8th. June 2020 – Tal Chohan – “From Home to Tadoba”

If the word DETERMINATION was ever applied to the fulfilment of a hobby then, surely, we saw the embodiment of this in Tal Chohan’s presentation to SYPC last night, those who missed it must try to speak to those of us who enjoyed it, on so many levels.
We start our photographic lives in many ways and here we saw enthusiasm grow by visiting zoos, taking images of common species and learning to use the camera, to express the artist within him. As his expertise has grown so has his desire to create that image that pushes back the boundaries, this can only be achieved by a combination of technical skill, imagination, patience and dogged determination.


Part 1 – local wildlife with a difference
Shooting in RAW and with use of Faststone, Lightroom and Photoshop Tal has always sought to create “something different” we were shown a superb image of a kingfisher, pin sharp and stunning – but he did not stop there he captured super detail of the bird’s feather structure, it felt close enough to touch and feel the texture. Could this be bettered? Indeed, his great intuition was rewarded with a back lit, sunset, with the bird shaking off the water drops from a catch giving the impression of a starburst from the fish within the bird’s bill. Spoiling us we now saw images of an owl at sunset, which we could see in its eye. Taken using live view focus, the owl was over exposed by 2½ stops, exposed for 1/15s, this effectively turned night into day!


Next his subject was the kestrel, by placing his camera carefully and controlling it from a phone app he was able to take precision close ups using a fish eye lens, set with a level horizon, to minimise distortion, and f2.8 with limited depth of field – result – amazing. Other superb shots followed.

The rules of photography, which we embrace so willingly, were also laid aside last night with an unforgettable image of an owl peeping around a tree trunk on the left side of the image with 90% left empty to the right. Observing minute details and being carefully prepared allowed him to shoot the kestrel taking off at an exposure of 1/4000s to freeze the wing tips, only possible by studying the bird’s habit of defecating immediately before take-off.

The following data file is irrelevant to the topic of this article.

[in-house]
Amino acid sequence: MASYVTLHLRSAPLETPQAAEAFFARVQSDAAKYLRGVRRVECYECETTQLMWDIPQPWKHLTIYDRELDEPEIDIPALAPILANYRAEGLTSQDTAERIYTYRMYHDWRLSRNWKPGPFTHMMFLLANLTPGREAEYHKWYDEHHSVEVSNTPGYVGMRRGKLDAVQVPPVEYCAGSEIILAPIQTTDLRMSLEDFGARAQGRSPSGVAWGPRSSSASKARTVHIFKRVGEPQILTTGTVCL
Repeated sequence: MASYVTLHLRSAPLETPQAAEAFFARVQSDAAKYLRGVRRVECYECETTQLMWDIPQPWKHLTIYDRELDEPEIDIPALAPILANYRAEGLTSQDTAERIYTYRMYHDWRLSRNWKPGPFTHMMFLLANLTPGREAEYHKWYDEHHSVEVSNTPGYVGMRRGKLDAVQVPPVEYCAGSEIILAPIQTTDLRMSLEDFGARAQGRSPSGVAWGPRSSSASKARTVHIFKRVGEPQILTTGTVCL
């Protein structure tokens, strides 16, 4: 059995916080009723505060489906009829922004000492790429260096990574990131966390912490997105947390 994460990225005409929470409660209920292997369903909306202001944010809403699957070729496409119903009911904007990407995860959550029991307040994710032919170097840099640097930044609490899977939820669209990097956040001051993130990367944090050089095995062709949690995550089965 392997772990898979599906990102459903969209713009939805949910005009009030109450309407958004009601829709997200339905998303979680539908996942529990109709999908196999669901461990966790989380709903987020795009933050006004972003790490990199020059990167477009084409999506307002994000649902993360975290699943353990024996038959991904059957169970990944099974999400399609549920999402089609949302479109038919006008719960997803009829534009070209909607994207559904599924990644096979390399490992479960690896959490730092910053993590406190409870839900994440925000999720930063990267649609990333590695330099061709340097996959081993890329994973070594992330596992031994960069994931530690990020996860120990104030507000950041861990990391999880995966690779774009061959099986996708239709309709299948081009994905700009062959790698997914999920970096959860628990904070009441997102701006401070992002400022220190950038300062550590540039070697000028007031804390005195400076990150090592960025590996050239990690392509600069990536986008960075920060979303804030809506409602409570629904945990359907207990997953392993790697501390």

Without exception each image that we were shown exhibited unique expertise. Silhouettes and side lit images were there to amaze us including a cheeky fox who, subsequently, sunk his teeth into Tal’s camera body, then made off with the control cable until a brief chase allowed him to recover the situation (and some expensive equipment).

As the first part drew to a close, we also saw squirrels at RSPB Formby, encouraged by dog biscuits, more owls and fine images taken off Skomer Island, in unusually calm seas, of puffins kissing, Manx shearwaters, razorbills and seals all in the golden reflected light in mid-July.


Part 2 – Tigers in the jungle, central India
Tigers are an umbrella species, all creatures fall under their shadow and protecting them says much about us. No doubt they are iconic being culturally important and appearing widely in art and Deity. In 1974 a system using locals in India established a paid guard system, they work on the jungle creating fire stops and prevent poaching and seek and destroy snares.


The first image was a type of water buffalo, the Gaur, a huge animal but a prized source of food for the tiger, this was followed by a Sloth bear, covered in seeds, demonstrating its little-known role as a pollinator. A leopard presented himself and stayed with the motor jeep for 20 minutes from a nearby water hole. Skill in tiger tracking was described but, at all times, safety was foremost. Animal alarms calls from monkeys, peacocks and deer all signify that that a tiger is present.
We were now spoilt with images of tigers in their jungle habitat, walking towards us, monotone images with resting tiger giving almost a painted appearance. A tigress resting on boulders, heated by the burning sun, A huge male strolling along by a water source, A spotted deer not realising that a crouching tiger was nearby.

Tal now presented his tiger portraits. A cub lazily viewing some squawking parakeets in the trees, a male and female side by side, their physiological differences made clear by the author, A tigress wearing a radio collar had provided valuable information for 10 years ensuring that tourism was not affecting these tigers. Artistic abstract images showing the specialised nature of their markings was an unexpected treat, particularly noting the way the markings divide and return together, a peculiarity to this reserve.

Action shots which, of course, are difficult to catch were described, soaking wet with a background echoing the tiger’s stripes but were, in fact, water reeds, a cub jumping up to a twitching leaf, 3 cubs with collared mum, all so fascinating.

Next, the subject was the bold superstar tigress, Maya, soon to be the main character in a documentary. The images showed her walking, at sunrise, through the forest, training cubs. Finally, a fine male waiting in a lake with only his head visible, it is known that his brother was nearby and they have formed a hunting coalition. The tiger swam gracefully along and the photograph of its head with a clear reflection was only to be described as wonderful in detail and colour, taken by the 400mm f2.8 lens from shoulder height, the lens rested on a cushioned jeep crossbar


The entire evening was full of surprises, a delight from start to finish presented by a photographer with real heartfelt passion. His range of workshops, images and charity work for the tigers is available on his website:

https://www.tcwildlifephotography.com/
Tal describes himself as a Photographer, speaker & trainer.
He is all of these and more.
A memorable evening.



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